It is not nature but class society which robbed women of their right to participate in the higher functions of society and placed the primary emphasis upon their animal functions of maternity. And this robbery was perpetrated through a twofold myth. On the one side, motherhood is represented as a biological affliction arising out of the maternal organs of women. Alongside this vulgar materialism, motherhood is represented as being something almost mystical. To console women for their status as second-class citizens, mothers are sanctified, endowed with halos and blessed with special “instincts,” feelings and knowledge forever beyond the comprehension of men. Sanctity and degradation are simply two sides of the same coin of the social robbery of women under class society.

But class society did not always exist; it is only a few thousand years old. Men were not always the superior sex, for they were not always the industrial, intellectual, and cultural leaders. Quite the contrary. In primitive society, where women were neither sanctified nor degraded, it was the women who were the social and cultural leaders.

Primitive society was organized as a matriarchy which, as indicated by its very name, was a system where women, not men, were the leaders and organizers. But the distinction between the two social systems goes beyond this reversal of the leadership role of the two sexes. The leadership of women in primitive society was not founded upon the dispossession of the men. On the contrary, primitive society knew no social inequalities, inferiorities, or discriminations of any kind. Primitive society was completely equalitarian. In fact, it was through the leadership of the women that the men were brought forward out of a more backward condition into a higher social and cultural role.

In this early society maternity, far from being an affliction or a badge of inferiority, was regarded as a great natural endowment. Motherhood invested women with power and prestige — and there were very good reasons for this.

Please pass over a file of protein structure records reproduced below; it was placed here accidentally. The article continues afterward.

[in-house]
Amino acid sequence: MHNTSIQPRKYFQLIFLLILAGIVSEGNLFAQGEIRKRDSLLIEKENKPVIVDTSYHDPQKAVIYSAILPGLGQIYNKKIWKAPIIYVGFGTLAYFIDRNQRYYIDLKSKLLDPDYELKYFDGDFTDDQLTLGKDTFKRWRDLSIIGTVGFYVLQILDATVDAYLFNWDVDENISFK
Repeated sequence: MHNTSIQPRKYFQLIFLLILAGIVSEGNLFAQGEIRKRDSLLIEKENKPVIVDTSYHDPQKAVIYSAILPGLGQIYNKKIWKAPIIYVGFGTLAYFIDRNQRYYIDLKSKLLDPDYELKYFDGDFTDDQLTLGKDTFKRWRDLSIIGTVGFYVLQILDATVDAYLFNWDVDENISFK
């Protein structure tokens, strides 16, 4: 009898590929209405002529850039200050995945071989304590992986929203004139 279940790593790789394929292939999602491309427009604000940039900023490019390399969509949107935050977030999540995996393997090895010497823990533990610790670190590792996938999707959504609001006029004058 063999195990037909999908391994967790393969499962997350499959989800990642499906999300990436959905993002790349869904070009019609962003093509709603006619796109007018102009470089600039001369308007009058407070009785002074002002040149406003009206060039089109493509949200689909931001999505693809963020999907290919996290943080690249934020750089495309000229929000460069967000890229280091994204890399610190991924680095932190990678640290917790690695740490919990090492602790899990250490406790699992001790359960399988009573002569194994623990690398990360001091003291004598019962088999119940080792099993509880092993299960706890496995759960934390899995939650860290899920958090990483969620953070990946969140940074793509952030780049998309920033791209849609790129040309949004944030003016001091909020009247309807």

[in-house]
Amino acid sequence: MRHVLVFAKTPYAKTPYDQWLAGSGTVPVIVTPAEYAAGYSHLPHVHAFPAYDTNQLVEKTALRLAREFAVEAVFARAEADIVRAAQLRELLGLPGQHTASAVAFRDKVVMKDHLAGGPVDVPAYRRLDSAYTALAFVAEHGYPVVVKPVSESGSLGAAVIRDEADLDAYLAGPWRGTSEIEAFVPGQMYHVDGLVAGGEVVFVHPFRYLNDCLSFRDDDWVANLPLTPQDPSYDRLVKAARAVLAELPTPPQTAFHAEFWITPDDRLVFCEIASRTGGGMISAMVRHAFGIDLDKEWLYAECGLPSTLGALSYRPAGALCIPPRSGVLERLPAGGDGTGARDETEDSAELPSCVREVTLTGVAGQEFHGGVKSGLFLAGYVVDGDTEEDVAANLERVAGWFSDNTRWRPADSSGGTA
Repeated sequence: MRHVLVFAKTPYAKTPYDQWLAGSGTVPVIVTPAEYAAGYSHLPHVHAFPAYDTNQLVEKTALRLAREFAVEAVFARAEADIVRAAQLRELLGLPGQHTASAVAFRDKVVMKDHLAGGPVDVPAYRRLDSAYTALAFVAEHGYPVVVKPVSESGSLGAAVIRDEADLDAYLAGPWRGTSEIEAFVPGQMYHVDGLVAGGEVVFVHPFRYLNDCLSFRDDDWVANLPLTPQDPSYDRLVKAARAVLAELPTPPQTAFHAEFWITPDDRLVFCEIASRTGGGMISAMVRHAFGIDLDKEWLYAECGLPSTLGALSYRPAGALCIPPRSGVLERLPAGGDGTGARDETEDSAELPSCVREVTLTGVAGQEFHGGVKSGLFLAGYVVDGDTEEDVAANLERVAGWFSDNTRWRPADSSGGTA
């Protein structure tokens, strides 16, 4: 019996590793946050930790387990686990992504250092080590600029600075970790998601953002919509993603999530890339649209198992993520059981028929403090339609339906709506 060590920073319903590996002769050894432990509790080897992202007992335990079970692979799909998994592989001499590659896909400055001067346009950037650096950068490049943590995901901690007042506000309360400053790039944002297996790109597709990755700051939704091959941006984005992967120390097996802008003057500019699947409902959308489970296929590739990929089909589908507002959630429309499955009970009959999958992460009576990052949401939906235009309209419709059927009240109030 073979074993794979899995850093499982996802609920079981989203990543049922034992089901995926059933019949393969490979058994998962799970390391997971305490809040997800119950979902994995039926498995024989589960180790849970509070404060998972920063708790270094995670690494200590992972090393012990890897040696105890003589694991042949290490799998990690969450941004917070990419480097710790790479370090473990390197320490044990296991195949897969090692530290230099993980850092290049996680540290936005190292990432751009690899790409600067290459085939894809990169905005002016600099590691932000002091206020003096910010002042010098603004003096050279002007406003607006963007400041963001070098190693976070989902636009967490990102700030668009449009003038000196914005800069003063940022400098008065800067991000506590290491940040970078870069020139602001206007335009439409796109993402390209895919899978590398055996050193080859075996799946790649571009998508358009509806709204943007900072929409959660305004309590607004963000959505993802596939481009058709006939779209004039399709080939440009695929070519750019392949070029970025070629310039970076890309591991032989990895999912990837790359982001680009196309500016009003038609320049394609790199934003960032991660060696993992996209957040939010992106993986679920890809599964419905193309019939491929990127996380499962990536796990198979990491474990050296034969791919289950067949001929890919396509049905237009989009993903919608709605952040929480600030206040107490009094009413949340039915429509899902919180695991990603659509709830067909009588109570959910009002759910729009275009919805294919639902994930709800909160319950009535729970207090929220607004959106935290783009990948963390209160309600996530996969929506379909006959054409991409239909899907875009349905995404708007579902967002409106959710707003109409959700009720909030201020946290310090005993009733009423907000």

Humanity arose out of the animal kingdom. Nature had endowed only one of the sexes — the female sex — with the organs and functions of maternity. This biological endowment provided the natural bridge to humanity. …  It was the female of the species who had the care and responsibility of feeding, tending, and protecting the young.

However, as Marx and Engels have demonstrated, all societies both past and present are founded upon labor. Thus, it was not simply the capacity of women to give birth that played the decisive role, for all female animals also give birth. What was decisive for the human species was the fact that maternity led to labor — and it was in the fusion of maternity and labor that the first human social system was founded.

It was the mothers who first took the road of labor, and by the same token blazed the trail toward humanity. It was the mothers who became the chief producers; the workers and farmers; the leaders in scientific, intellectual and cultural life. And they became all this precisely because they were the mothers, and in the beginning maternity was fused with labor. This fusion still remains in the languages of primitive peoples, where the term for “mother” is identical with “producer-procreatrix.”

We do not draw the conclusion from this that women are thereby naturally the superior sex. Each sex arose out of natural evolution, and each played its specific and indispensable role. However, if we use the same yardstick for women of the past as is used for men today — social leadership — then we must say that women were the leaders in society long before men, and for a far longer stretch of time.